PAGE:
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Yes, for all full colour printing. Color mode must be in CMYK to be a print ready file. If file(s) are submitted using any other color mode, such as RGB or Pantone, the file(s) will be converted to CMYK during preflighting. Conversion from one color standard to another may result in a colors shift or colors dropping out.
We requires a 1.5mm (1/8") bleed around the perimeter of your artwork to ensure accurate cutting (e.g., artwork for a 4"x6" postcard should extend to 4.25" x 6.25"). If your image has a white border on all four sides, bleeds are recommended but not required. If your image is not white on all four sides, you must include bleeds in print-ready files.
Viewing color on your monitor
Computer monitors use RGB to display color. RBG stands for Red, Green and Blue. When you print something to the CMYK process, for best results, you need to convert any RBG images, to CMYK images first. Sometimes you’ll see some changes to the image when you make this conversion, so it’s better that you see the changes first before uploading your file.
Also some colors that you see on your screen are very difficult to reproduce exactly using CMYK (or any other printing method). Therefore if you have the software that enables you to process your image into CMYK before you upload the image to PrintNameCard.com, you’ll have a close idea of what you’ll get once the printed products are shipped to you.
Some of the hardest colors to match going from RGB to CMYK are blues.
The differences between monitors
You also have to take into consideration that different monitor types display colors differently. For instance, many LCD or laptop monitors cannot display as much of a range of colors as other monitors. On these monitors, colors can lose contrast and many colors sometimes look similar to others (for instance, dark greens and browns).
Professional designers and prepress companies use color-calibrated monitors to ensure that the color they see on their screens is as close as possible to the actual color of the file. Most home users cannot afford to purchase these very high-end monitors, and therefore have to understand that there will ALWAYS be variance from what they see on the screen to what they see on their printer, or any other output device.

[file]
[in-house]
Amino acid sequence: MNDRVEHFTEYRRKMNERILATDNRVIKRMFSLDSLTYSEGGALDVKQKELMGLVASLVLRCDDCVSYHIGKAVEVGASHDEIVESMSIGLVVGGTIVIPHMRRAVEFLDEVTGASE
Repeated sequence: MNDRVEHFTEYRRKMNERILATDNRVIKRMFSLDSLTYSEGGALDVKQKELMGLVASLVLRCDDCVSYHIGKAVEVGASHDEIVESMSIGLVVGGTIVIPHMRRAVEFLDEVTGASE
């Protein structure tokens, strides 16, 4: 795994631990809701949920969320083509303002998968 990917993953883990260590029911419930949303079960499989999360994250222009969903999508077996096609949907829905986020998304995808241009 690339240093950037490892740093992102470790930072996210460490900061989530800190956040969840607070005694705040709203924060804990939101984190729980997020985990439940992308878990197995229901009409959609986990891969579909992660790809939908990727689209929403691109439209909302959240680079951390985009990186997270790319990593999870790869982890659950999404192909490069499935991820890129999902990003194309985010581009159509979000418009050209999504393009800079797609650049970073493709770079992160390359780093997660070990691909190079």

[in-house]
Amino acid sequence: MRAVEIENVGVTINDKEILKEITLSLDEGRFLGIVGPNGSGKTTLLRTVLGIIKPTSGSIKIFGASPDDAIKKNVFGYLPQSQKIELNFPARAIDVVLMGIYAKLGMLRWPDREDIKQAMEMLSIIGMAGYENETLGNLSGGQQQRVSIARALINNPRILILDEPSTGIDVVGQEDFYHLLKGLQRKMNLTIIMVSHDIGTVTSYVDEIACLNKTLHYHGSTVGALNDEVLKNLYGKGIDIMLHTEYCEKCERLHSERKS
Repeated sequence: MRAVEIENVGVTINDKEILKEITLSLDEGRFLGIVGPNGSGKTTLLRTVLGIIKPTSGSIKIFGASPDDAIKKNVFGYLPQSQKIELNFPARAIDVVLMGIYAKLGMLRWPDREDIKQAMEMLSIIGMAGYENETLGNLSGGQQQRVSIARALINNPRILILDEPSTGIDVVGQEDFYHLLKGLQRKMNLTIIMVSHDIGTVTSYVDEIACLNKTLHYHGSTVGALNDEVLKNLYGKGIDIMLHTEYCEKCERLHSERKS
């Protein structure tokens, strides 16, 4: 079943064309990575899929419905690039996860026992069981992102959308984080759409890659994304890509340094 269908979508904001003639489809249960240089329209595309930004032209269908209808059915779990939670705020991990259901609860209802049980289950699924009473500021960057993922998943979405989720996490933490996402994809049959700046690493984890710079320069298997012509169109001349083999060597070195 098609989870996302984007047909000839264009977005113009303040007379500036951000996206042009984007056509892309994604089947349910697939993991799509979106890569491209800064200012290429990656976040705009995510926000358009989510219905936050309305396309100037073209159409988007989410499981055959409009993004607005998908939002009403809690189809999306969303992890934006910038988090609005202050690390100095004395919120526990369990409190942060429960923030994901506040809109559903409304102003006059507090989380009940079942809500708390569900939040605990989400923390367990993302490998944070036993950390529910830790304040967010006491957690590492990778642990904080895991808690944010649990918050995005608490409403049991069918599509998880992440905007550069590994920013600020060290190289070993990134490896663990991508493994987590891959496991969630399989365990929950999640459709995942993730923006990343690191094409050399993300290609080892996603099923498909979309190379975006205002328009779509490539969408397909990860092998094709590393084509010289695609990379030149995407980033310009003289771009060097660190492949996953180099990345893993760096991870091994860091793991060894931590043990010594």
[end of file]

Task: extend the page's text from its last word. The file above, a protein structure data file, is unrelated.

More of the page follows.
Laminating is forming or pressing paper or other material into a thin
sheet or layer. Clear plastic coating can be laminated onto paper (often
by heat) to make the paper stronger, more durable, and resistant to
humidity and stains.
We offer a range of boards and finishes to your cards. Matt laminating is by far our most popular, and this is preselected for all new cards printed in offset.
Semi Gloss Vanish
A semi gloss art board (310gsm) with a varnish is our most popular finish for offset printing.
Celloglazing - Gloss
This is a thin gloss plastic film applied to the front and back of your cards (310gsm).
Celloglazing - Matt
This is a thin silky matt plastic film applied to the front and back of your cards (310gsm).
Uncoated Ivory Board. (currently not available)
This is a very smooth finished uncoated ivory board (320gsm). Great for writing on. This board is best for cards with a light coverage of ink. It is not suitable for large solid colours or heavy photos.
To reproduce full-color photographic images, typical printing presses
use 4 colors of ink. The four inks are placed on the paper in layers of
dots that combine to create the illusion of many more colors. CMYK
refers to the 4 ink colors used by the printing press. C is cyan (blue),
M is magenta (red), Y is yellow, and K is black, the key plate or
A mistake often made when submitting artwork for 4-color printing is not converting the images to the CMYK color space. This is needed so that the file can be separated into the four colors (see example) so that a separate printing plate can be made for each of the colors.